By: Jim Scheinberg – November 7, 2014
We took an end of summer dip. Turns out the water’s still warm.
In our Summer Economic and Market PIERspective (July 17, 2014), I warned that the unusually low volatility the markets had been enjoying was not likely to continue for long, regardless of our still bullish expectations for equity markets and the global economy as a whole. Though things remained rather calm through the end of the Third Quarter, a confluence of headlines (ebola, ISIS and Eurozone-cooling) spooked the markets. After hitting an all-time high on September 19th, the U.S. stock market (with most of the globe in tow) began a dramatic selloff that would come just a hair short of an “official” 10% correction. The magnitude of the declines weren’t as dramatic as the speed. The S&P 500 sold off the final 7.5% of its 9.5% correction-ette during the last 5 days of its near month long swoon. Those lows were reached intraday on October 15th, a day on which the Dow initially declined 460 points before recovering into the market’s close. What was even more dramatic was that they yield on the 10-year Treasury declined from 2.25% to 1.89% during that same trading session, which was one of the most volatile moves in fixed income that I remember witnessing in my 25 year career. Over the next two weeks, economic data and earnings calmed emotions and the domestic markets have fully recovered, actually achieving fresh new highs. But as we said in our October 16 PierAlert, “Volatility is here, as predicted.”
How the Markets Fared
The Yield on the 10-Year Treasury was unchanged during the quarter at 2½%, trading in a very tight range. With very little movement in the Treasury markets, high quality bonds earned little more than their coupons. Credit spreads widened somewhat, reducing returns in credit sensitive areas of fixed income. The BarCap Aggregate Index was virtually unchanged, giving back most of its yield in price declines and high yield bonds lost close to 2% net. Because of an advance in the value of the U.S. Dollar, international and emerging market debt was lower as well when measured back in dollar- terms. Latin American emerging market bonds sank further, due to Argentina’s second default in 13 years. It’s actually quite remarkable that the decline in emerging market debt globally was isolated solely to the immediate region. In similar times in the past (such as 1994 – Mexico and 1998 -Indonesia) a high profile default like this has widened credit spreads meaningfully for the entire asset class.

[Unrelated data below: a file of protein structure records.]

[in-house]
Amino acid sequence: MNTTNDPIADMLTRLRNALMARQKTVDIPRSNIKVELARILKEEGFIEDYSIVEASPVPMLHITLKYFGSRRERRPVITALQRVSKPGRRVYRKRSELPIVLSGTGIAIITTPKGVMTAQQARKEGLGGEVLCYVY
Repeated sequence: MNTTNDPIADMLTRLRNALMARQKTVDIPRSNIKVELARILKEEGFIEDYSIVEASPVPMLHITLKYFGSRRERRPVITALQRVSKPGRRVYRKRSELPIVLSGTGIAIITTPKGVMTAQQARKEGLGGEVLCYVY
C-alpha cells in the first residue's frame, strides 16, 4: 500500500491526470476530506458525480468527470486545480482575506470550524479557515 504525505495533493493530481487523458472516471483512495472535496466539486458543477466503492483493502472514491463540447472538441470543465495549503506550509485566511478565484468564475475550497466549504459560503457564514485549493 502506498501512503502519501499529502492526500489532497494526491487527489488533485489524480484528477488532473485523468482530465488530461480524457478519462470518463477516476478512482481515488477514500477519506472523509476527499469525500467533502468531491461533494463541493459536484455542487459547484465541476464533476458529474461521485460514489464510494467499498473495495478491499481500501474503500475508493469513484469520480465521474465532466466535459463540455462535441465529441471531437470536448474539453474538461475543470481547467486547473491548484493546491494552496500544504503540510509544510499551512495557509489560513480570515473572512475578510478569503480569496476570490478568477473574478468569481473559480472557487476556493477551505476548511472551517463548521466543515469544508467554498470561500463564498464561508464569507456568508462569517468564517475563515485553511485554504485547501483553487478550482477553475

Stocks saw a similar tale of two cities in Q3. Large Cap U.S. Equities were as quiet as the Treasury markets during the quarter, setting modest new highs before beginning their selloff in the last days of September. Smaller companies, however, had a rough go of it with big losses in July and September. International equities also lost ground as fears of a European and Asian slowdown reversed all of Q2’s comeback. Growth stocks edged out more cyclically sensitive value sectors both domestically as well as in developed international markets. Commodities dramatically reversed their rally from the first half of the year, losing 12½% in Q3. As fears of a global slowdown mounted in October, commodity prices continued to decline nearly another 6%.
Halloween’s over, should we still be scared?
Since the correctionette was largely caused by fears of a global slowdown, let’s start there first. The European Commission just released its Autumn Forecast for the EU revising GDP growth expectations down to 1.3% in 2014 and 1.5% and 2.0% for 2015 and 2016 respectively. Both the World Bank and the IMF expect slightly lower, but steady growth for China between 7%-7½% for over the coming year. Historically, these forecasts have proved volatile, based on current snapshots of economic activity. Though we at North Pier are seeing these same signs of malaise, especially in the Eurozone, we don’t see the trend accelerating lower into meaningful recession. Rather, we theorize that Europe is likely experiencing the fits and starts recovery the U.S. experienced just a few years ago. Though far too early to call an end to the cooling trend that was evidenced in the final months of the summer, we are seeing initial signs of an upward turn in our forward looking indicators for Europe, China and Japan. While Germany, Ireland and Spain all improved, weakness in Italy and France is slowing growth in the EU.
Surging and Firming